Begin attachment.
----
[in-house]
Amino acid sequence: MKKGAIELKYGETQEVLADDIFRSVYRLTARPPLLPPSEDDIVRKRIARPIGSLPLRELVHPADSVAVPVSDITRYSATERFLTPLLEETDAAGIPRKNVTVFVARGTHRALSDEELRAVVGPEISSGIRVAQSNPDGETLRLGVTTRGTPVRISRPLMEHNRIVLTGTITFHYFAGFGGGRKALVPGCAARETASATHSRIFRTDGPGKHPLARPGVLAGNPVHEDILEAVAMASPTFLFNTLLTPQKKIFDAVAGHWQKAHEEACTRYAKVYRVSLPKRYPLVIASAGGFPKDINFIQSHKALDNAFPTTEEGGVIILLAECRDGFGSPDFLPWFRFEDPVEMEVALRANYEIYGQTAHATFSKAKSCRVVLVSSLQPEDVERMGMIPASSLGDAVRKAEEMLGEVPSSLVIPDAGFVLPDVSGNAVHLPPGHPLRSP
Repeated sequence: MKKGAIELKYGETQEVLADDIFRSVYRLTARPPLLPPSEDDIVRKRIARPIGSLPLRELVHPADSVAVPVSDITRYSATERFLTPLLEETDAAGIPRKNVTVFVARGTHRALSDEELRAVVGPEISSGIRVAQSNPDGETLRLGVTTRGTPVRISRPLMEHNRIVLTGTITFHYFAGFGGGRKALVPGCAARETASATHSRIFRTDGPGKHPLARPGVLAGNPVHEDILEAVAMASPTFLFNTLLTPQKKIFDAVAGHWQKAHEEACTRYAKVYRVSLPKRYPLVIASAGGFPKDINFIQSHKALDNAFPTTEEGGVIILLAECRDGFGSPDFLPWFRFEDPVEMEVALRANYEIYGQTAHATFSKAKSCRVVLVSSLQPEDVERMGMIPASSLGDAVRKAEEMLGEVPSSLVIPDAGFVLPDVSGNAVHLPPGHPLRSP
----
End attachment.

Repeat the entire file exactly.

[in-house]
Amino acid sequence: MKKGAIELKYGETQEVLADDIFRSVYRLTARPPLLPPSEDDIVRKRIARPIGSLPLRELVHPADSVAVPVSDITRYSATERFLTPLLEETDAAGIPRKNVTVFVARGTHRALSDEELRAVVGPEISSGIRVAQSNPDGETLRLGVTTRGTPVRISRPLMEHNRIVLTGTITFHYFAGFGGGRKALVPGCAARETASATHSRIFRTDGPGKHPLARPGVLAGNPVHEDILEAVAMASPTFLFNTLLTPQKKIFDAVAGHWQKAHEEACTRYAKVYRVSLPKRYPLVIASAGGFPKDINFIQSHKALDNAFPTTEEGGVIILLAECRDGFGSPDFLPWFRFEDPVEMEVALRANYEIYGQTAHATFSKAKSCRVVLVSSLQPEDVERMGMIPASSLGDAVRKAEEMLGEVPSSLVIPDAGFVLPDVSGNAVHLPPGHPLRSP
Repeated sequence: MKKGAIELKYGETQEVLADDIFRSVYRLTARPPLLPPSEDDIVRKRIARPIGSLPLRELVHPADSVAVPVSDITRYSATERFLTPLLEETDAAGIPRKNVTVFVARGTHRALSDEELRAVVGPEISSGIRVAQSNPDGETLRLGVTTRGTPVRISRPLMEHNRIVLTGTITFHYFAGFGGGRKALVPGCAARETASATHSRIFRTDGPGKHPLARPGVLAGNPVHEDILEAVAMASPTFLFNTLLTPQKKIFDAVAGHWQKAHEEACTRYAKVYRVSLPKRYPLVIASAGGFPKDINFIQSHKALDNAFPTTEEGGVIILLAECRDGFGSPDFLPWFRFEDPVEMEVALRANYEIYGQTAHATFSKAKSCRVVLVSSLQPEDVERMGMIPASSLGDAVRKAEEMLGEVPSSLVIPDAGFVLPDVSGNAVHLPPGHPLRSP